On Sunday afternoon in Morgantown, state lawmakers got a preview of what nuclear power production in West Virginia might look like soon.
The Legislature paved the way for these possibilities during the 2022 Regular Session when they passed a bill that lifted the statewide ban on construction of nuclear power plants.
Mike Valore, Westinghouse Nuclear senior director for Advanced Reactor Commercialization, described their eVinci Micro-Reactor, currently in development at Waltz Mill outside Pittsburgh, to members of the Joint Standing Committee on Government Organization.
Valore emphasized that the eVinci has a smaller footprint and costs far less than a conventional nuclear plant. Micro-reactors, he said, generate less than 10 megawatts of power. The eVinci will put out just over 5 MW, plus 8 MW thermal energy at 350 degrees.
Valore also highlighted increased safety in several ways over traditional nuclear power. It’s not cooled by water but contains heat transfer tubes, so the U.S. Department of Energy says a meltdown is impossible. The fuel is not rods but TRISO “pebbles” about the size of pool table balls, containing uranium pellets surrounded by layers of protective material.
The eVinci is powered by those “pebbles” is hauled to site fully fueled, and will last about eight years. It’s then hauled off site, replaced by another micro-reactor, to Westinghouse which takes care of the spent fuel storage.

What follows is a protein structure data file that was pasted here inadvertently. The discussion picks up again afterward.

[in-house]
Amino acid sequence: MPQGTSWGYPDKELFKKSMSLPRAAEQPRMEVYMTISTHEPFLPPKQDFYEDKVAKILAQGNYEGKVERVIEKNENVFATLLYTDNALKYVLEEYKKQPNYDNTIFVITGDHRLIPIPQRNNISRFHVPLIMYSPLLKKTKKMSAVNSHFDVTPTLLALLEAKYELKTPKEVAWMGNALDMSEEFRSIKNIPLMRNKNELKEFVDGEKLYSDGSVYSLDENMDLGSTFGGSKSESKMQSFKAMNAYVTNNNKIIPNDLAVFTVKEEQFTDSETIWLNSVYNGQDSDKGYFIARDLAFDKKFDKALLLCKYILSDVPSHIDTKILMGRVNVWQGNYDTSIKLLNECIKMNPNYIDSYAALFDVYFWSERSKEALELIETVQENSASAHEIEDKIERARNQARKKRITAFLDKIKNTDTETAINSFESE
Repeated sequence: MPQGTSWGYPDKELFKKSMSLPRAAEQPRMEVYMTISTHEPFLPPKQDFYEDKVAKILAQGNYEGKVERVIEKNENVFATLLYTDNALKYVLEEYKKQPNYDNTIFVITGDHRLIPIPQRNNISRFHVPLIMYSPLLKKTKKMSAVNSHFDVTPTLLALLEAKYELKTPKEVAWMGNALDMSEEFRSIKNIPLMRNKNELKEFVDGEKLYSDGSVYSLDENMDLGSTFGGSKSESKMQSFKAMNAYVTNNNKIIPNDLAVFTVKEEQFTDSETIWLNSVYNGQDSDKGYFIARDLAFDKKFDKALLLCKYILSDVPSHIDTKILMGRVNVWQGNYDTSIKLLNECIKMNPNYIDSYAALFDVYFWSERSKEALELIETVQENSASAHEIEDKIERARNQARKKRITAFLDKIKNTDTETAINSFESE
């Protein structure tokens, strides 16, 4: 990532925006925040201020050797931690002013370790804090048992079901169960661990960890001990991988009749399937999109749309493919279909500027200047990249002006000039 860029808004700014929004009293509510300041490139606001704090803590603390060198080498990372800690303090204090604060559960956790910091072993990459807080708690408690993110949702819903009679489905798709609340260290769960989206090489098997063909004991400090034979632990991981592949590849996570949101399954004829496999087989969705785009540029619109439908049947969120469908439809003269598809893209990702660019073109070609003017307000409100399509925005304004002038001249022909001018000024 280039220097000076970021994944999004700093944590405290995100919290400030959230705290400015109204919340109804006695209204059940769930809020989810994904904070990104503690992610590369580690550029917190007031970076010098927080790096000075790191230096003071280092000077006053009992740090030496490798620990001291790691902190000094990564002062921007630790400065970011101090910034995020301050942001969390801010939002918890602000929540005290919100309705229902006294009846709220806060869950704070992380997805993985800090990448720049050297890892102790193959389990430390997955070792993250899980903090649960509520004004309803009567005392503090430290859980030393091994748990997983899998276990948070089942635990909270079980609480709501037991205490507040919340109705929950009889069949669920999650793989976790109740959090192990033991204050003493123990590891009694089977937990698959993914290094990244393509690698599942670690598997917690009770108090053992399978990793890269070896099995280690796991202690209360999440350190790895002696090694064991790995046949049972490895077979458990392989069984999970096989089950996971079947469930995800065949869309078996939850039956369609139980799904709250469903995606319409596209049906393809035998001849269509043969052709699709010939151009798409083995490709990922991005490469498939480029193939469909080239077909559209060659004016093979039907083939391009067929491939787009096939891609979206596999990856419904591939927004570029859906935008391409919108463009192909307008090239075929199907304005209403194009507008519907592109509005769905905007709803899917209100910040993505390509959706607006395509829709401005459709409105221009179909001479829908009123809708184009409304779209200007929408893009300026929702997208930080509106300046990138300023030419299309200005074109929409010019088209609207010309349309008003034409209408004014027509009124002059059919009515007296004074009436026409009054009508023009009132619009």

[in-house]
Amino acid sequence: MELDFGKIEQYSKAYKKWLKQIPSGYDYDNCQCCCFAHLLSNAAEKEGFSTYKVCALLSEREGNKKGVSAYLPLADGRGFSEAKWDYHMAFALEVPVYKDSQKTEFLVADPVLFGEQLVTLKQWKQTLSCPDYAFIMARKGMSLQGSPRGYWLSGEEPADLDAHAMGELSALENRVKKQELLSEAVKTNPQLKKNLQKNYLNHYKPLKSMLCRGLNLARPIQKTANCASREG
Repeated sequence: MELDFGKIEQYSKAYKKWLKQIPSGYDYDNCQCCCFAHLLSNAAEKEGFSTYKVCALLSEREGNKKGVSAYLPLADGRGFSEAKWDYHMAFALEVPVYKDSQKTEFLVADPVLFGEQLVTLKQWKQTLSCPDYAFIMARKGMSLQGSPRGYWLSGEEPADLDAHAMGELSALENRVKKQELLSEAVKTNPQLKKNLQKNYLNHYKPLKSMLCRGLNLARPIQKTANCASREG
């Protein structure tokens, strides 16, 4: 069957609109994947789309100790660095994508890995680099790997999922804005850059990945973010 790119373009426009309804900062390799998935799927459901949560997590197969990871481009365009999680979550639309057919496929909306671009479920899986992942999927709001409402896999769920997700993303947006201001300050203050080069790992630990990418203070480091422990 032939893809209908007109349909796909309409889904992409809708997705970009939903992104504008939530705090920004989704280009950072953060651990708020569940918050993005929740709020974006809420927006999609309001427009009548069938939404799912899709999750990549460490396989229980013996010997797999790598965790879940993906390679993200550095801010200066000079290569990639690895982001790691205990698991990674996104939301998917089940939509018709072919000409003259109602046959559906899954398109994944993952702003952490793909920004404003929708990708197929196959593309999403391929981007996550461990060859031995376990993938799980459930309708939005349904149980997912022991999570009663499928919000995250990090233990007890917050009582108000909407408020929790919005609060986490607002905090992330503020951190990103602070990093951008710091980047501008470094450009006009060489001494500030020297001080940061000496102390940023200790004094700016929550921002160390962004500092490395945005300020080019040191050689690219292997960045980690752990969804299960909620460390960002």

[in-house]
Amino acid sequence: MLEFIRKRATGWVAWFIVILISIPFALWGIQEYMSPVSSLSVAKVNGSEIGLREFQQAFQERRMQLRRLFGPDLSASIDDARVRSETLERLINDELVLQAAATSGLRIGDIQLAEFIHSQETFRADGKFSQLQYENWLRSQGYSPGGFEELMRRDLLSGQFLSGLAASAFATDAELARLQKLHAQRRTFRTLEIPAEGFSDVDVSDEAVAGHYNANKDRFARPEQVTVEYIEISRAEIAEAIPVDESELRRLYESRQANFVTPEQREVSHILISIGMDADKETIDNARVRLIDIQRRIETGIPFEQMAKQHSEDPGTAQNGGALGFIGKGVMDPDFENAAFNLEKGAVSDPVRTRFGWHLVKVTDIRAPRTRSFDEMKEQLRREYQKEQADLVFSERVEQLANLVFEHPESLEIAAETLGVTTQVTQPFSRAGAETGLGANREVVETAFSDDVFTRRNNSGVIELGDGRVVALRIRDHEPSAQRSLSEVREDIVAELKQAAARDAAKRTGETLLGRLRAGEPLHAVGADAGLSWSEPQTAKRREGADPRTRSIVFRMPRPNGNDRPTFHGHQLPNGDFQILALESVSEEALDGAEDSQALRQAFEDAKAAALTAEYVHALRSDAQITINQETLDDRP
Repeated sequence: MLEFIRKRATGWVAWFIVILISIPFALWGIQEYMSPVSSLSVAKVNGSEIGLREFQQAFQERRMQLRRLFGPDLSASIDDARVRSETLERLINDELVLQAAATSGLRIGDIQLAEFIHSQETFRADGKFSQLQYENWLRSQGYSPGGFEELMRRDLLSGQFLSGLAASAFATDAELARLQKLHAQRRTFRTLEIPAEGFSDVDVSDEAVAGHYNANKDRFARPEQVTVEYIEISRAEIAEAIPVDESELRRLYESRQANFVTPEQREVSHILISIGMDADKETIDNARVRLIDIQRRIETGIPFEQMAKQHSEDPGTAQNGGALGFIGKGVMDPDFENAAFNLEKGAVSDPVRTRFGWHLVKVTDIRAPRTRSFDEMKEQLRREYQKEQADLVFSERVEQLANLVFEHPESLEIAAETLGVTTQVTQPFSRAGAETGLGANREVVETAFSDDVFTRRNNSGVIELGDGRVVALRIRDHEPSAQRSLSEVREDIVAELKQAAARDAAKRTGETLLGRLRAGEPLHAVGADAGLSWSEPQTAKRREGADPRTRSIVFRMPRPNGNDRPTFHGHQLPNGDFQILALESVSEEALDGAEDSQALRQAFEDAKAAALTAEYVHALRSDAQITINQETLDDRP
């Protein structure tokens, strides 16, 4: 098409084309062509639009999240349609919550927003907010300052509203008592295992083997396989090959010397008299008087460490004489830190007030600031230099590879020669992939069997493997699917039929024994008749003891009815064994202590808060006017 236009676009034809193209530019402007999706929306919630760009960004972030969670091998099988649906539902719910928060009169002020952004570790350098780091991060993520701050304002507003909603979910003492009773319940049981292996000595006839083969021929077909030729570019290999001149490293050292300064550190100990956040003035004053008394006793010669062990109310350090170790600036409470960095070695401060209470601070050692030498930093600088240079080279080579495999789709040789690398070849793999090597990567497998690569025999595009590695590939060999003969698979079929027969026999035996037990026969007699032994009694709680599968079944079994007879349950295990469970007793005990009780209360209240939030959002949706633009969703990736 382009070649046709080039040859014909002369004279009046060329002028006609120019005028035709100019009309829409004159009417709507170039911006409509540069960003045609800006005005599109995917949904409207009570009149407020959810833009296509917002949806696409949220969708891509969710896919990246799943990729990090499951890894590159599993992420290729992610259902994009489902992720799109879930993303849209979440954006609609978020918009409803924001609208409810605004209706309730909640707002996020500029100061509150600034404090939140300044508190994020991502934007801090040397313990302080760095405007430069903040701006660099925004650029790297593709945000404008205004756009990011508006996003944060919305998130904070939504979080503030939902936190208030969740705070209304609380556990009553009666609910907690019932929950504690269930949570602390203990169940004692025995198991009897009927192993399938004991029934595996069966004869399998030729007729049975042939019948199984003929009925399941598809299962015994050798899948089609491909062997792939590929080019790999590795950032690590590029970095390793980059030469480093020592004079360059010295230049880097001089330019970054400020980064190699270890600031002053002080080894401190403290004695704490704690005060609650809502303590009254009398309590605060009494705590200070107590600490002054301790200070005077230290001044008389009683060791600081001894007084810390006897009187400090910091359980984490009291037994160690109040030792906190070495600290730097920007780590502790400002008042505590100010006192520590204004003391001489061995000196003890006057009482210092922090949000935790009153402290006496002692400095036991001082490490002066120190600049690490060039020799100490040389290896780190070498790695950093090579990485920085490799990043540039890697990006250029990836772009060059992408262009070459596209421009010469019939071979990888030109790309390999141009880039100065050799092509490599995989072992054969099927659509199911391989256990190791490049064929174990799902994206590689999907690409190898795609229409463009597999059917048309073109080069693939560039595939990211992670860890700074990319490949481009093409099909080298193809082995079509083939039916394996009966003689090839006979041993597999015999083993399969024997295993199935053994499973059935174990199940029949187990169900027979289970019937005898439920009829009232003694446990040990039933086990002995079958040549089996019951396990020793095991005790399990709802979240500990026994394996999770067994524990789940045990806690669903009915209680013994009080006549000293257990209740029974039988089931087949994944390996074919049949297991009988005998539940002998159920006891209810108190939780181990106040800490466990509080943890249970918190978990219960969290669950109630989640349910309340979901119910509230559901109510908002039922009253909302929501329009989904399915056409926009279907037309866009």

The eVinci contains no moving parts and takes only five people to operate, far less than other nuclear power options. Given the multiple units, it can also be scaled to suit specific power needs.
Valore mentioned that the intention with the eVinci is not to replace traditional power plants. Instead, he said it is ideal for power generation in very rural areas where grid power is very expensive. The hope is that power costs in those would drop significantly with the eVinci. He mentioned it will be great for heat production, noting that in terms of zero-carbon, high-temperature heat, there are no options today other than nuclear.
For West Virginia, he said, Westinghouse envisions WVU serving as a research hub for the best ways to deploy this type of advanced reactor. Valore said WVU could have a unit on site by the end of 2028. That would give time to build the support infrastructure and supply chain.
Valore expects a first unit to cost in the $90 million to $120 million range, but as production increases the cost could come down to the $60 million range. Funding for a university unit would be arranged differently than funding for a power plant site in a remote area.